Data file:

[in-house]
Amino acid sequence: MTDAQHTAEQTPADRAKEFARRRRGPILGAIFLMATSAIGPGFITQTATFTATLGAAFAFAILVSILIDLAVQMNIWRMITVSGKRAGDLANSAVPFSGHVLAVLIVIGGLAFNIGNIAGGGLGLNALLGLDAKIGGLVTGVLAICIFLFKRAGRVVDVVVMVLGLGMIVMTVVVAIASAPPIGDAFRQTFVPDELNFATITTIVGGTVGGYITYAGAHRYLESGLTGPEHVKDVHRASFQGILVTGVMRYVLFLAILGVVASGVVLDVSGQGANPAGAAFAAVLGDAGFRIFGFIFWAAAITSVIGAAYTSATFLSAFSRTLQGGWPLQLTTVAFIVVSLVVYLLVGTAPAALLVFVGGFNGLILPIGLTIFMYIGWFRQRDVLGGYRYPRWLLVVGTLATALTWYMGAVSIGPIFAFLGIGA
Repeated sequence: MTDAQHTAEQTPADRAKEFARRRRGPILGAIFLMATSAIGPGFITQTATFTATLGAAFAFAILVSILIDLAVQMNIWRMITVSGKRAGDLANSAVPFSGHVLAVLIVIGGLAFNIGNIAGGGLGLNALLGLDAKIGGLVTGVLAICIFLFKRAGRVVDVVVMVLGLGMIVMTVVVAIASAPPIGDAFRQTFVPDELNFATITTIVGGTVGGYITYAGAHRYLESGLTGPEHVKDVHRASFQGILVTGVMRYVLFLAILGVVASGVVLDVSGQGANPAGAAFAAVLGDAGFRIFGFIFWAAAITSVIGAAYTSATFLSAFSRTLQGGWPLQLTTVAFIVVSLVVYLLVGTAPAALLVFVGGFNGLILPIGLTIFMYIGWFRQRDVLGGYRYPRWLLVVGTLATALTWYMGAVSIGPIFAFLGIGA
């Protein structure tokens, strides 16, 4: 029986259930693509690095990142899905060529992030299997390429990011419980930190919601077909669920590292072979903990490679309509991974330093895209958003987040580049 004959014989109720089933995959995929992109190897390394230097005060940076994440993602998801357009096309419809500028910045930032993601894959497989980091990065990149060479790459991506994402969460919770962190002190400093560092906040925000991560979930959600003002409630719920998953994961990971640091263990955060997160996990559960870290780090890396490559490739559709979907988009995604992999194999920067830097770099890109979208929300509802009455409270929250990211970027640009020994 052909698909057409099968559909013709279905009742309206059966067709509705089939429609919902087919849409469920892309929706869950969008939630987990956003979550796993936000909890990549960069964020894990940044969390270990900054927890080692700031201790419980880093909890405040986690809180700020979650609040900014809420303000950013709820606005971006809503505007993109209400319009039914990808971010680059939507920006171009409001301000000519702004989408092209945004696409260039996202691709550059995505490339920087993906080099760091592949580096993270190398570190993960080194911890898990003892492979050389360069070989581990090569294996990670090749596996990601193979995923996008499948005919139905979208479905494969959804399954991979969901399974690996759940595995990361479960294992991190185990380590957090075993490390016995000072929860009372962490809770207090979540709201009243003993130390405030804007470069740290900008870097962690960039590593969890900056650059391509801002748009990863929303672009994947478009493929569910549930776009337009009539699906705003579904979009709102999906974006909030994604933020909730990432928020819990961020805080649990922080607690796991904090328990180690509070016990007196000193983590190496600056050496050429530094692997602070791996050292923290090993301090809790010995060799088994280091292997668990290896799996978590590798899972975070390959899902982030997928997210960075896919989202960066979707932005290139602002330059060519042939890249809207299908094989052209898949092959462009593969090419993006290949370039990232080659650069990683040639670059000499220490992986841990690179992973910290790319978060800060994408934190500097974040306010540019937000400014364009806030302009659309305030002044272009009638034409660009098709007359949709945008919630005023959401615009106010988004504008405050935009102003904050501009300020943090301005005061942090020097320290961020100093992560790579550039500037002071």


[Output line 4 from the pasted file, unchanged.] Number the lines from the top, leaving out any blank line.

């Protein structure tokens, strides 16, 4: 029986259930693509690095990142899905060529992030299997390429990011419980930190919601077909669920590292072979903990490679309509991974330093895209958003987040580049 004959014989109720089933995959995929992109190897390394230097005060940076994440993602998801357009096309419809500028910045930032993601894959497989980091990065990149060479790459991506994402969460919770962190002190400093560092906040925000991560979930959600003002409630719920998953994961990971640091263990955060997160996990559960870290780090890396490559490739559709979907988009995604992999194999920067830097770099890109979208929300509802009455409270929250990211970027640009020994 052909698909057409099968559909013709279905009742309206059966067709509705089939429609919902087919849409469920892309929706869950969008939630987990956003979550796993936000909890990549960069964020894990940044969390270990900054927890080692700031201790419980880093909890405040986690809180700020979650609040900014809420303000950013709820606005971006809503505007993109209400319009039914990808971010680059939507920006171009409001301000000519702004989408092209945004696409260039996202691709550059995505490339920087993906080099760091592949580096993270190398570190993960080194911890898990003892492979050389360069070989581990090569294996990670090749596996990601193979995923996008499948005919139905979208479905494969959804399954991979969901399974690996759940595995990361479960294992991190185990380590957090075993490390016995000072929860009372962490809770207090979540709201009243003993130390405030804007470069740290900008870097962690960039590593969890900056650059391509801002748009990863929303672009994947478009493929569910549930776009337009009539699906705003579904979009709102999906974006909030994604933020909730990432928020819990961020805080649990922080607690796991904090328990180690509070016990007196000193983590190496600056050496050429530094692997602070791996050292923290090993301090809790010995060799088994280091292997668990290896799996978590590798899972975070390959899902982030997928997210960075896919989202960066979707932005290139602002330059060519042939890249809207299908094989052209898949092959462009593969090419993006290949370039990232080659650069990683040639670059000499220490992986841990690179992973910290790319978060800060994408934190500097974040306010540019937000400014364009806030302009659309305030002044272009009638034409660009098709007359949709945008919630005023959401615009106010988004504008405050935009102003904050501009300020943090301005005061942090020097320290961020100093992560790579550039500037002071």